“The chaplains are there to support those involved and to provide pastoral care as those persons require it,” Jackson explained. “We have great chaplains who have done an amazing amount of work in the last four days in making sure that families and soldiers and support personnel and those involved in the incident are treated with dignity and respect and encouraged and bring some healing and reconciliation. That’s what we do.”

The chaplains are also heavily involved in the planning of a base memorial service planned for 1 p.m. Tuesday, with reports that the president and first lady plan to attend.

Jackson said there was a mood of anticipation on the base Monday about Tuesday’s memorial service, which he said would hopefully “give those involved a point of reference to look back to as a transition time in the grieving process. It should be very, very powerful.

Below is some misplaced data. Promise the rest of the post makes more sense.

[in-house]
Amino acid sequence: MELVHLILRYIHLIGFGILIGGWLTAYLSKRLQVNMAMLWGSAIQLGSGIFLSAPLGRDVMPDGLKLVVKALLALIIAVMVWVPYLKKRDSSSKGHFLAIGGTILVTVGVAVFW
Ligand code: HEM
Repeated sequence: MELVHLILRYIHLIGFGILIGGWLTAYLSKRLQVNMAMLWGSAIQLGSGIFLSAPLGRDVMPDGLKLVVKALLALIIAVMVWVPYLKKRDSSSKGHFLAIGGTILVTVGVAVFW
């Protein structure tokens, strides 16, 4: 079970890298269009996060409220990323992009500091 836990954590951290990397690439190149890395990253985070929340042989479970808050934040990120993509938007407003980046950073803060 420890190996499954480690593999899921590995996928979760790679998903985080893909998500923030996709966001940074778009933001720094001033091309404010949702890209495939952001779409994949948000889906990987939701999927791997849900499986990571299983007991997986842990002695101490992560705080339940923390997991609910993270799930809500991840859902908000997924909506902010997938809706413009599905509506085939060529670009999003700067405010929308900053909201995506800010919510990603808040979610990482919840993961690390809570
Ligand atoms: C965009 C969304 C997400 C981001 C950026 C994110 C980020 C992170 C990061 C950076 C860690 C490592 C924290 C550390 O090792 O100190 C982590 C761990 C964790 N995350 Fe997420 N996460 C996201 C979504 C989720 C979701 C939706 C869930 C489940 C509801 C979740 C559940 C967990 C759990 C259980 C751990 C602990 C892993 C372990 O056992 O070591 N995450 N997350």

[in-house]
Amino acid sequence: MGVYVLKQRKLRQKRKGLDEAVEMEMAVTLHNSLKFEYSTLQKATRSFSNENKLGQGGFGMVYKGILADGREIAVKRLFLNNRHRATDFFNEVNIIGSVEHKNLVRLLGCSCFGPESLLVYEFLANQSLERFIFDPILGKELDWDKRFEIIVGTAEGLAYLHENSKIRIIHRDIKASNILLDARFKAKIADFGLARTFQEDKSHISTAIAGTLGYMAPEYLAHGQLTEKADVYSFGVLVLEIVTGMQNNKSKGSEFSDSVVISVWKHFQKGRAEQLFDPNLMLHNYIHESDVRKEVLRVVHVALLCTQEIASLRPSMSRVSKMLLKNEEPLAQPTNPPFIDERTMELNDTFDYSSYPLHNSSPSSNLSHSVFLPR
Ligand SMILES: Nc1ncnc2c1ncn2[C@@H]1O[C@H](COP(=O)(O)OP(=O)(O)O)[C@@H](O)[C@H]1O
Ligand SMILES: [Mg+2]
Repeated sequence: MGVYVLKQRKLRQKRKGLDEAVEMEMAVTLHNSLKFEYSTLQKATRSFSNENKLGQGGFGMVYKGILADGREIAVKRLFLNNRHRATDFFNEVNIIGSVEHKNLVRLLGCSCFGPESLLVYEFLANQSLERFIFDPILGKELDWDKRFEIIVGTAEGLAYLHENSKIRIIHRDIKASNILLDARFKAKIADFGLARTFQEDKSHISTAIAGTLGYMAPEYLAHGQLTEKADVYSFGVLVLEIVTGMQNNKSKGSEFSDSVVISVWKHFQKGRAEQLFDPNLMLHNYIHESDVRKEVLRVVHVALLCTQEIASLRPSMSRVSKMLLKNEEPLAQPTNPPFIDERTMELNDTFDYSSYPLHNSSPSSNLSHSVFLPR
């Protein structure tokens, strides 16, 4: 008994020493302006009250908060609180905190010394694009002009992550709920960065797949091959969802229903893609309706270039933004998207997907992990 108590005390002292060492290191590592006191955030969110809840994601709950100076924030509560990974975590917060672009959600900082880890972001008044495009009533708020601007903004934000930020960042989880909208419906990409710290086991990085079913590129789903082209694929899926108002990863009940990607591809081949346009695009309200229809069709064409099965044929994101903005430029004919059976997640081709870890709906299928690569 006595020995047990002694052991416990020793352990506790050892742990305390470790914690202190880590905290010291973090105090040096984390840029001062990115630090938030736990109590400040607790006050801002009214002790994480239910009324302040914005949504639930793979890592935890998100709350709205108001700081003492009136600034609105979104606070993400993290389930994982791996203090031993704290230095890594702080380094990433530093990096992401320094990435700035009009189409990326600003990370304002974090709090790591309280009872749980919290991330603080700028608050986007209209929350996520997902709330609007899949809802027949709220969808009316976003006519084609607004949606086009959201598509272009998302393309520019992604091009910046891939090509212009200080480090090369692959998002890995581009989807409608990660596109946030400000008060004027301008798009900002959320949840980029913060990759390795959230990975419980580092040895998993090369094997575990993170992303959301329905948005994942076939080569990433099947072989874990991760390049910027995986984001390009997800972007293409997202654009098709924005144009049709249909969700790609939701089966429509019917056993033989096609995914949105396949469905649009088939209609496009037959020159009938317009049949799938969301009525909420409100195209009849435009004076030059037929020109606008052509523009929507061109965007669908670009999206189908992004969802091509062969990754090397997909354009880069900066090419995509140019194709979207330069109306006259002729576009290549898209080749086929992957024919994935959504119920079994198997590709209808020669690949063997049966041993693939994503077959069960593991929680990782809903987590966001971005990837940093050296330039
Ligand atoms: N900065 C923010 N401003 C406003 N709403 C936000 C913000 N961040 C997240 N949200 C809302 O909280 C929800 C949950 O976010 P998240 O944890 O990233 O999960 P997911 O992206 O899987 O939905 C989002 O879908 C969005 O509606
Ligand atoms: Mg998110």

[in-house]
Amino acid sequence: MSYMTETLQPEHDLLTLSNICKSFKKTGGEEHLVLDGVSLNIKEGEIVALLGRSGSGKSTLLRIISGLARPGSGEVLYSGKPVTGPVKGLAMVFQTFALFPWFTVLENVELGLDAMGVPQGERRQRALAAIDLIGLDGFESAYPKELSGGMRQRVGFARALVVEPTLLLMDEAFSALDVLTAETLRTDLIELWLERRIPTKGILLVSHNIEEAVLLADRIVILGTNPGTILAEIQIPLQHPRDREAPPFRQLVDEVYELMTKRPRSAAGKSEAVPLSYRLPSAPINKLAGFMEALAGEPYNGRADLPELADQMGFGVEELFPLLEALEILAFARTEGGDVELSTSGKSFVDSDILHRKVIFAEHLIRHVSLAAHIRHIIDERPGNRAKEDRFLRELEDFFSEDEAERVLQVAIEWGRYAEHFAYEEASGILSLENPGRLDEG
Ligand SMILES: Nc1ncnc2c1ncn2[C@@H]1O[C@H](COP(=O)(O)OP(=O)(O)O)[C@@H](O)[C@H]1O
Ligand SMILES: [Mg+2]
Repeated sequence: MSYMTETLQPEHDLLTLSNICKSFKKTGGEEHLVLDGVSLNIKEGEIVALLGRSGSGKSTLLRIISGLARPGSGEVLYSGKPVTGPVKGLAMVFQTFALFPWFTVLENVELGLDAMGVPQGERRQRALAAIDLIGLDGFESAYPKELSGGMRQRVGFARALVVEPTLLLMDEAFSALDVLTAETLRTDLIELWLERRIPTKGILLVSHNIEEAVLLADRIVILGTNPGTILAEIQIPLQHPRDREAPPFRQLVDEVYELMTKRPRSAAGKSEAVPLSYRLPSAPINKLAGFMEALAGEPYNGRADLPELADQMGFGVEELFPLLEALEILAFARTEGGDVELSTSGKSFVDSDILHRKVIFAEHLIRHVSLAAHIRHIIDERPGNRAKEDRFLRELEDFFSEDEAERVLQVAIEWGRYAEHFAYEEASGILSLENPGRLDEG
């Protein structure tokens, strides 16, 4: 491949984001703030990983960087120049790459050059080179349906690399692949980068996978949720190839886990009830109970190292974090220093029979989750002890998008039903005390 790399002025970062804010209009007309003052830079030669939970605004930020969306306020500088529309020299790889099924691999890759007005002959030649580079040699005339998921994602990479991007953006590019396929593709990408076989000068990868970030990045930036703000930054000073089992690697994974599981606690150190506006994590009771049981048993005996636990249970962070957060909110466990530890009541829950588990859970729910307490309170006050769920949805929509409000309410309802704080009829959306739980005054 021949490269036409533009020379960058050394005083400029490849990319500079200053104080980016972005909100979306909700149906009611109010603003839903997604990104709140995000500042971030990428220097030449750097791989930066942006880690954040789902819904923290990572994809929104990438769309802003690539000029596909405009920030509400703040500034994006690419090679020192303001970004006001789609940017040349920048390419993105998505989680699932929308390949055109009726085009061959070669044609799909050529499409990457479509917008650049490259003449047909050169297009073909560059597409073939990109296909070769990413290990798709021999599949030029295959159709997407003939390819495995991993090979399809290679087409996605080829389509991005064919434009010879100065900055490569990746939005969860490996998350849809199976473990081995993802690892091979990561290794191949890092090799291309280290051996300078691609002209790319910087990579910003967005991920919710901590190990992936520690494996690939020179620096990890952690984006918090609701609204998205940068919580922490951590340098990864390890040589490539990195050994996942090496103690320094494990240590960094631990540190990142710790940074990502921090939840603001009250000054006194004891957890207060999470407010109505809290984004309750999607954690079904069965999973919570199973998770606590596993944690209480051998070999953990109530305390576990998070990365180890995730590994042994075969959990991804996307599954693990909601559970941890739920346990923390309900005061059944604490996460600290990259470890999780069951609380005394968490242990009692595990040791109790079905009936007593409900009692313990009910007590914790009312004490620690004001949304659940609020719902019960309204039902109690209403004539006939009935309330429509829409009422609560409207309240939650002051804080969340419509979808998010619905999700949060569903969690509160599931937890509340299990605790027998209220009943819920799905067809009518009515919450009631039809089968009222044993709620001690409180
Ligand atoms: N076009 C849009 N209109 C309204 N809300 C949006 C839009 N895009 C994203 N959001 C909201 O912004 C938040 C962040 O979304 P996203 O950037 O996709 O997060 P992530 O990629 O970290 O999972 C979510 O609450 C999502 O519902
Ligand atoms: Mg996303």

“And then, the people who have been the caregivers at this point have gotten a little tired. And so we’re trying to adjust schedules to make sure they are getting the rest cycle they need so that they can provide care when it needs to be provided later on down the road.”

Jackson said Southern Baptists can pray that God would grant the chaplains the grace to continue the mission long term, and to identify people who need encouragement or who didn’t process their grief adequately.

“This obviously has been a pretty traumatic experience,” Jackson said. “You don’t have this happen every day. The old adage is true that you don’t want to deal with feelings dead; deal with them alive.”

Jackson said the motto of his office is found in the Apostle Paul’s exhortations to “remain steadfast” and to “not grow weary on well doing.”

“We have to take care of one another so that we may take care of others,” he said.

After Fort Hood massacre, Killeen churches, chaplains consoled community